Back to Journals » Eye and Brain » Volume 6 » Issue 1

Parasitic diseases of zoonotic importance in humans of northeast India, with special reference to ocular involvement

Authors Das D , Islam S, Bhattacharjee H, Deka A, Yambem D, Tahiliani P, Deka P, Bhattacharyya P, Deka S, Das K, Bharali G, Deka A, Paul R

Received 28 May 2014

Accepted for publication 29 July 2014

Published 22 September 2014 Volume 2014:6(1) Pages 1—8


Checked for plagiarism Yes

Review by Single anonymous peer review

Peer reviewer comments 3

Editor who approved publication: Professor Margaret Wong-Riley

Dipankar Das,1 Saidul Islam,2 Harsha Bhattacharjee,1 Angshuman Deka,1 Dinakumar Yambem,1 Prerana Sushil Tahiliani,1 Panna Deka,1 Pankaj Bhattacharyya,1 Satyen Deka,1 Kalyan Das,1 Gayatri Bharali,1 Apurba Deka,1 Rajashree Paul1

1Sri Sankaradeva Nethralaya, Guwahati, 2Department of Parasitology, College of Veterinary Science, Assam Agricultural University, Guwahati, Assam, India

Abstract: Parasitic zoonotic diseases are prevalent in India, including the northeastern states. Proper epidemiological data are lacking from this part of the country on zoonotic parasitic diseases, and newer diseases are emerging in the current scenario. Systemic manifestation of such diseases as cysticercosis, paragonimiasis, hydatidosis, and toxoplasmosis are fairly common. The incidence of acquired toxoplasmal infection is showing an increasing trend in association with acquired immunodeficiency syndrome. Among the ocular parasitic diseases, toxoplasmosis, cysticercosis, toxocariasis, dirofilariasis, gnathostomiasis, hydatidosis, amebiasis, giardiasis, etc, are the real problems that are seen in this subset of the population. Therefore, proper coordination between various medical specialities, including veterinary science and other governing bodies, is needed for better and more effective strategic planning to control zoonoses.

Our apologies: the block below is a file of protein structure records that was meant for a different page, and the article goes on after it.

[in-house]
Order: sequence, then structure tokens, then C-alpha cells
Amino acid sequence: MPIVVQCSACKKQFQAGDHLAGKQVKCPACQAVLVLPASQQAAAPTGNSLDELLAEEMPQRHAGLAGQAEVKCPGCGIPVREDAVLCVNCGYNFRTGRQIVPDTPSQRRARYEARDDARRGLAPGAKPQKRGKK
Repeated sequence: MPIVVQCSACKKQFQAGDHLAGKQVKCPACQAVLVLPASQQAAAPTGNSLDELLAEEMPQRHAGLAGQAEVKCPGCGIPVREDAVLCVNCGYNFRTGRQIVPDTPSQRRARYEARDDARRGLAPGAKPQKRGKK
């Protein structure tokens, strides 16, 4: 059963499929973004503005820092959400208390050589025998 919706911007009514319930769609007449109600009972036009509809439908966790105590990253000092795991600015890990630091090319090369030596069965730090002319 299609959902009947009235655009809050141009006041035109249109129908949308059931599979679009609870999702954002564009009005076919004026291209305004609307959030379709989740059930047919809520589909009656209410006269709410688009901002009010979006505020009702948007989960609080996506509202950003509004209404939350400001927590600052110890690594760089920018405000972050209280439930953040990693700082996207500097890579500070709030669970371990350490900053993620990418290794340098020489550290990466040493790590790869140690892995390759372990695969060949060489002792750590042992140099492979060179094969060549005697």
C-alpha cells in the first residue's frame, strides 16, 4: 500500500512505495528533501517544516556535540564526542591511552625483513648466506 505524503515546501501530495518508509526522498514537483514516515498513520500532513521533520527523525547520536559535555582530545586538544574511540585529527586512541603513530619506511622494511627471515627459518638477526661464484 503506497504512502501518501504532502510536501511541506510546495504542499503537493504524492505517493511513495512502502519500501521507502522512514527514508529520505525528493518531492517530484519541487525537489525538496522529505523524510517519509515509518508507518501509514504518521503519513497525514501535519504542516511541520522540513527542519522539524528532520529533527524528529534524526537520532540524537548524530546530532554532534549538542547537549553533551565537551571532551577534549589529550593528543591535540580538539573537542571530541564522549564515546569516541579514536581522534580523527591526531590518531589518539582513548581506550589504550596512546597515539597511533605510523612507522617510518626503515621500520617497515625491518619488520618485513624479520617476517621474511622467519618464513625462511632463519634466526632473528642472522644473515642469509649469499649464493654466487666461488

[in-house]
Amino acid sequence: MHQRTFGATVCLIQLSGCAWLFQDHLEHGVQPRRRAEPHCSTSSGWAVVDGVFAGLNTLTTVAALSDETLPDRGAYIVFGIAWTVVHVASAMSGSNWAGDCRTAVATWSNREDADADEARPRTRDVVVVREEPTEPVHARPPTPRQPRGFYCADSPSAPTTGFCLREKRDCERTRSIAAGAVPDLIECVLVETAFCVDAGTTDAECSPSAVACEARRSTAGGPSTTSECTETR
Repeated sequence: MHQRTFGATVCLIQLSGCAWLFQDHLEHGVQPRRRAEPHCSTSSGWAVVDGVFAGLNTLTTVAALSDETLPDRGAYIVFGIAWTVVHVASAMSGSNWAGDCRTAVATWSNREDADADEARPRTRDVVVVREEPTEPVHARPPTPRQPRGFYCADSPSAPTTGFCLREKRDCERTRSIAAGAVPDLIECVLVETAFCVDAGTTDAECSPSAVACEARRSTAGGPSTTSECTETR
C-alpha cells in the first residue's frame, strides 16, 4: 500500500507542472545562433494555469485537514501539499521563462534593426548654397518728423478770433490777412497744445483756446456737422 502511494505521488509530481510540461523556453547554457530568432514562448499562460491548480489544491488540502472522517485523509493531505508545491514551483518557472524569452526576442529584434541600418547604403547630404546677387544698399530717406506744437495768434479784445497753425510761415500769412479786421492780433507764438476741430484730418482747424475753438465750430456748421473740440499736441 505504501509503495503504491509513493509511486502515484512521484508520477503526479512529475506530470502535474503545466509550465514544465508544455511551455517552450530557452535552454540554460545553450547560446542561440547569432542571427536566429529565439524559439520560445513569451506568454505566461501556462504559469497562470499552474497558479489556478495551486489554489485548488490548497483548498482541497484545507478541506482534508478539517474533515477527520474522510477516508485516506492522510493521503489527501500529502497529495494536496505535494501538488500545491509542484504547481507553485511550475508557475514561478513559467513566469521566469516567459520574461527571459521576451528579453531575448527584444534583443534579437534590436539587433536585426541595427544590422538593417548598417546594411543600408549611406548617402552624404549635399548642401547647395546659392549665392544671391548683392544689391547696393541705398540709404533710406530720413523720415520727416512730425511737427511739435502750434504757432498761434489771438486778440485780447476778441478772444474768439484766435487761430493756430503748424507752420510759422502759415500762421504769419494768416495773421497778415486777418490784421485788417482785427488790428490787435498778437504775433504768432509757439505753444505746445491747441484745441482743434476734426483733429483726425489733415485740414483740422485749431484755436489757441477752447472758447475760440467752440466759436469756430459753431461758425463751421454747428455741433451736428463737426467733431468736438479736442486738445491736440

Keywords: zoonoses, regional infections, toxoplasmosis, cysticercosis, toxocariasis, hydatidosis



India is the second-most densely inhabited and seventh-largest country in the world, and there is a lot of variation in the geographic areas, ethnicity, religion, food habits, personal behavior, level of education, and standard of living.1 The recent census of the country showed that 72.2% of the population lived in rural areas, with over 70% of this population owning livestock, which play an important role in the causation of zoonotic diseases in humans. Parasitic zoonoses affect human as well as animal health directly and indirectly, which may affect the socioeconomic condition of the country as a whole. Poor economic conditions, sanitation, water supply, and personal habits are some of the causes on the Indian subcontinent of harboring the zoonoses, particularly in the northeast part of India.1 This paper focuses on important parasitic zoonoses in Assam and other northeastern states of India.


Toxoplasmosis is a common disease in both mammals and birds.2 The disease is caused by the obligate intracellular protozoan Toxoplasma gondii. Intermediate hosts include sheep, goats, pigs, and humans. Oocysts of T. gondii are uniquely found in the intestinal mucosa of cats (definitive hosts). Once they are released, they spread to humans and other animals through a variety of vectors. Toxoplasmosis in the central nervous system is nowadays seen in acquired immunodeficiency syndrome (AIDS) patients in India.3

Serum IgA titers in enzyme-linked immunosorbent assays (ELISAs) are positive in chronic toxoplasmosis, whereas IgM is positive in acute infection. Therefore, the titers for both IgG and IgM are important, and need to be strongly correlated with clinical findings. In a national serological survey in India,4 a total of 23,094 serum samples were tested for antibodies to the parasite. IgG and IgM antibodies were found to be positive in 24.3% and 2% of the samples, respectively. The lowest seroprevalence value was obtained in north India, while it was highest in the south.4 The data probably indicate the effect of significantly drier conditions in the north, leading to reduced survivability of T. gondii oocysts.

Our previous study,5 conducted in a tertiary eye-care center in one of the northeast states (Assam) of India, showed 37 cases of toxoplasmal uveitis (40.21%) in 1 year compared to 27.87% by Biswas et al6 from south India. Out of the 37 cases, 14 were acquired, while 23 cases were congenital toxoplasmal retinochoroidal lesions. Serum IgG only was positive in 30 of 37 cases and IgM only in three cases, while both serum IgG and IgM positivity was observed in four cases. Chorioretinitis was the most common presentation, seen in about 95.6% of cases. T. gondii tends to affect the macula due to the high oxygen content owing to the end-arterial system of the retinal circulation. Retinochoroiditis is a more appropriate term for acute inflammation, as the organism first lodges in the retina followed by the choroid.